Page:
Writing from central Kentucky, Clay Whitenack poses this question: in an all-electric house, what’s the best way of providing power when the grid is down?
Whitenack and his family live in a new house, a house that does not have a fireplace or a wood stove. “This leaves us vulnerable in the event of a power outage during a bad winter,” he writes in a post at the Q&A forum. “We live in central Kentucky, so the winters here are usually not too bad, but we do have times when the temps get below freezing for extended periods of time.”
The house is well-insulated and heated with ductless minisplits; domestic hot water is produced by a heat-pump water heater. Whitenack’s first thought about emergency backup power is a solar array.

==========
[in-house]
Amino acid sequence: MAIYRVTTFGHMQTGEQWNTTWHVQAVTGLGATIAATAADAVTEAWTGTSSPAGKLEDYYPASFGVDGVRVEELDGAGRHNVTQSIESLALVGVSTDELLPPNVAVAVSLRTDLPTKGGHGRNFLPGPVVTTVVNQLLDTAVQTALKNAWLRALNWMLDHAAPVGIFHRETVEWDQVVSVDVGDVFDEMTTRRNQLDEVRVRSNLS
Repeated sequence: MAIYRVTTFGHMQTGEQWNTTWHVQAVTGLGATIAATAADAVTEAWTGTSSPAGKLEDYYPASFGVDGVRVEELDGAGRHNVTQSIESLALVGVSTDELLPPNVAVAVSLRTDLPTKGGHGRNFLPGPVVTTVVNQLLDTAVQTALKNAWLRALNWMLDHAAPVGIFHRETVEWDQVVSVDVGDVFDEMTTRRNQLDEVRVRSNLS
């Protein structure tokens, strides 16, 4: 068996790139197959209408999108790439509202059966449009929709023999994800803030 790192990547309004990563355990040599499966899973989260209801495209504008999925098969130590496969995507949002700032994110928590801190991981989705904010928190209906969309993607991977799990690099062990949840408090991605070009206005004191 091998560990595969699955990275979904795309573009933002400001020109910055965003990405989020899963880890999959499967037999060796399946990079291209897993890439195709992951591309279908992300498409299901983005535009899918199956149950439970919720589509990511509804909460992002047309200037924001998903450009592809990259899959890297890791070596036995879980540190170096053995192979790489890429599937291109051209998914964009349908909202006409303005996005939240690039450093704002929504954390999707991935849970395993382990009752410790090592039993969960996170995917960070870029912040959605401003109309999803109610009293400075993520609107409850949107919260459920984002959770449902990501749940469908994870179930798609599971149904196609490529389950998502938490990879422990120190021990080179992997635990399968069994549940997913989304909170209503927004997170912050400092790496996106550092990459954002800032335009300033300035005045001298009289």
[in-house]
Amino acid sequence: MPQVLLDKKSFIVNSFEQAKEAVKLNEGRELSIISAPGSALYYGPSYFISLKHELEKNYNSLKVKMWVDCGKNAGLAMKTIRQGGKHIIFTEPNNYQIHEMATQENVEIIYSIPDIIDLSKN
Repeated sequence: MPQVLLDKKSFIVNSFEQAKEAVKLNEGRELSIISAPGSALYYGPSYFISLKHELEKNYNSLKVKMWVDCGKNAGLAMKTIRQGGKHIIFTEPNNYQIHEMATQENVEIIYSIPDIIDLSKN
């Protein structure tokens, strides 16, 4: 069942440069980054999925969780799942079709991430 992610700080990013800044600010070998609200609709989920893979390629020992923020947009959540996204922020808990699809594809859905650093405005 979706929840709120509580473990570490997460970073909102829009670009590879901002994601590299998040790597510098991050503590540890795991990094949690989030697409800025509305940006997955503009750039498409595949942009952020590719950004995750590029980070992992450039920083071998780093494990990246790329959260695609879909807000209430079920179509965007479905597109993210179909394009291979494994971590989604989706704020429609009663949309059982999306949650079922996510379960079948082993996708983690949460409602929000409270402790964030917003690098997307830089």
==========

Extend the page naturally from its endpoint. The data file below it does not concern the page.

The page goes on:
“I would like to start researching a small solar array that would allow me to keep the essentials going,” he says. “Things like heat, hot water, the fridge, stove, and maybe a few outlets around the house for a few lights, charging mobile devices, etc.”
He wonders how to calculate the amount of electricity he’d need in a pinch, and what the capacity of a photovoltaic system might be. At least that’s where this Q&A Spotlight begins.
How long is an outage really going to last?
A well-insulated house in Kentucky isn’t likely to have plumbing freeze-ups even in very cold weather, says Dana Dorsett, so a small woodstove might be enough to keep everyone comfortable during a power outage, and it would not require “punching huge holes in your efficient building envelope.”
More to the point, Kentucky has a reliable electric grid and power outages that extend beyond a day or two are “extremely rare,” Dorsett says, adding, “The capital…
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